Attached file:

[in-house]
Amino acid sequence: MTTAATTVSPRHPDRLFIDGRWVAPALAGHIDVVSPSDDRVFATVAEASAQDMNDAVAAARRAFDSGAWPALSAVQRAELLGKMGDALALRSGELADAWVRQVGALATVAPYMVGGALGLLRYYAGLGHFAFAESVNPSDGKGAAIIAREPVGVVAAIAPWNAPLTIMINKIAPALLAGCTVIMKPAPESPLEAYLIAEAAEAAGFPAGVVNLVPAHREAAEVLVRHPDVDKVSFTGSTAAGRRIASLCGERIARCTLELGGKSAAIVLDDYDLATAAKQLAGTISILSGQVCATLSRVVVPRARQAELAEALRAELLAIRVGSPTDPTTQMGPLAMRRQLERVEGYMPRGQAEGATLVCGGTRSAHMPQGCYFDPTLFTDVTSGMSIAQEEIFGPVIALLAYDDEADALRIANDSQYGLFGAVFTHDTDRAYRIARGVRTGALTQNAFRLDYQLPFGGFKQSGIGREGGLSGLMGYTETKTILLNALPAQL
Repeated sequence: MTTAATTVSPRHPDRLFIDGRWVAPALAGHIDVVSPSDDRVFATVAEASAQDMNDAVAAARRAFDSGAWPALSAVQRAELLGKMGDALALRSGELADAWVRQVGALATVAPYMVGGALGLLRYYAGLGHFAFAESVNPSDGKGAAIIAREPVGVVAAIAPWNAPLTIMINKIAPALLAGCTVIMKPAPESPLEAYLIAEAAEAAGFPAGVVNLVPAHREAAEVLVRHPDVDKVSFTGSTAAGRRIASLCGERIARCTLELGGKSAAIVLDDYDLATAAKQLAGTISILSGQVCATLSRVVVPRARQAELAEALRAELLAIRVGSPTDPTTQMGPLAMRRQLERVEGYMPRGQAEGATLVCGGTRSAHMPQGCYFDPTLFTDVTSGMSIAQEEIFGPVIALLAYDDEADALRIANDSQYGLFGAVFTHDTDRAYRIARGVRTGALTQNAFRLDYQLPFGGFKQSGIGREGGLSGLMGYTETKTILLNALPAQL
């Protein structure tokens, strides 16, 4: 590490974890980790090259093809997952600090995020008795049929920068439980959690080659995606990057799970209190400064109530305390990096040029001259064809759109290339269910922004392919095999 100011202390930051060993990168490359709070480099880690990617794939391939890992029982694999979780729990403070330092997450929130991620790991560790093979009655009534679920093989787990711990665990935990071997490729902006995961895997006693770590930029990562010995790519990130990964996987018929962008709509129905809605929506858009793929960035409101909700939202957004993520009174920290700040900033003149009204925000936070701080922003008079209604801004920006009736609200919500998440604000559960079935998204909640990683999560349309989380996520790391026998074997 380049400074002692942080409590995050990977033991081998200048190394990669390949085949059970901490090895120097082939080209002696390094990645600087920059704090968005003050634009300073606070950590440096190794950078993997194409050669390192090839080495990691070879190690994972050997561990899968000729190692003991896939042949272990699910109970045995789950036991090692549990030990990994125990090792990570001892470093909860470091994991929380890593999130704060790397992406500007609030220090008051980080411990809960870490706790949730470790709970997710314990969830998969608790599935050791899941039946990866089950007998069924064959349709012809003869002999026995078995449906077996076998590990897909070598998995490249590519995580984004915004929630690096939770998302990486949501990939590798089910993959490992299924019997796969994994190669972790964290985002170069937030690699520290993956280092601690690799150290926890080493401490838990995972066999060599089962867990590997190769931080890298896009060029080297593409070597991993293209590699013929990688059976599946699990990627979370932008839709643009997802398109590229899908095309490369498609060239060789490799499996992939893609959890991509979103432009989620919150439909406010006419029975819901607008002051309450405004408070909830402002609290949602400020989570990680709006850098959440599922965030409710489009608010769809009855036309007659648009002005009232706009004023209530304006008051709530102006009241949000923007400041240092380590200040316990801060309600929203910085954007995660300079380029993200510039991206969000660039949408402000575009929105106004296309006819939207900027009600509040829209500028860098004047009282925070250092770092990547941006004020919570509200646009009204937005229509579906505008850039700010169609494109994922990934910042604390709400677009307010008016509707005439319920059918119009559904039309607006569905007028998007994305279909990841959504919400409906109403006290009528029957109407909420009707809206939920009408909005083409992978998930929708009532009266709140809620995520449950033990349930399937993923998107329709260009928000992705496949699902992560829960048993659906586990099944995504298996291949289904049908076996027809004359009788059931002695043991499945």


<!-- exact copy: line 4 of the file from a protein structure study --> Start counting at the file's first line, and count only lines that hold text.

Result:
């Protein structure tokens, strides 16, 4: 590490974890980790090259093809997952600090995020008795049929920068439980959690080659995606990057799970209190400064109530305390990096040029001259064809759109290339269910922004392919095999 100011202390930051060993990168490359709070480099880690990617794939391939890992029982694999979780729990403070330092997450929130991620790991560790093979009655009534679920093989787990711990665990935990071997490729902006995961895997006693770590930029990562010995790519990130990964996987018929962008709509129905809605929506858009793929960035409101909700939202957004993520009174920290700040900033003149009204925000936070701080922003008079209604801004920006009736609200919500998440604000559960079935998204909640990683999560349309989380996520790391026998074997 380049400074002692942080409590995050990977033991081998200048190394990669390949085949059970901490090895120097082939080209002696390094990645600087920059704090968005003050634009300073606070950590440096190794950078993997194409050669390192090839080495990691070879190690994972050997561990899968000729190692003991896939042949272990699910109970045995789950036991090692549990030990990994125990090792990570001892470093909860470091994991929380890593999130704060790397992406500007609030220090008051980080411990809960870490706790949730470790709970997710314990969830998969608790599935050791899941039946990866089950007998069924064959349709012809003869002999026995078995449906077996076998590990897909070598998995490249590519995580984004915004929630690096939770998302990486949501990939590798089910993959490992299924019997796969994994190669972790964290985002170069937030690699520290993956280092601690690799150290926890080493401490838990995972066999060599089962867990590997190769931080890298896009060029080297593409070597991993293209590699013929990688059976599946699990990627979370932008839709643009997802398109590229899908095309490369498609060239060789490799499996992939893609959890991509979103432009989620919150439909406010006419029975819901607008002051309450405004408070909830402002609290949602400020989570990680709006850098959440599922965030409710489009608010769809009855036309007659648009002005009232706009004023209530304006008051709530102006009241949000923007400041240092380590200040316990801060309600929203910085954007995660300079380029993200510039991206969000660039949408402000575009929105106004296309006819939207900027009600509040829209500028860098004047009282925070250092770092990547941006004020919570509200646009009204937005229509579906505008850039700010169609494109994922990934910042604390709400677009307010008016509707005439319920059918119009559904039309607006569905007028998007994305279909990841959504919400409906109403006290009528029957109407909420009707809206939920009408909005083409992978998930929708009532009266709140809620995520449950033990349930399937993923998107329709260009928000992705496949699902992560829960048993659906586990099944995504298996291949289904049908076996027809004359009788059931002695043991499945």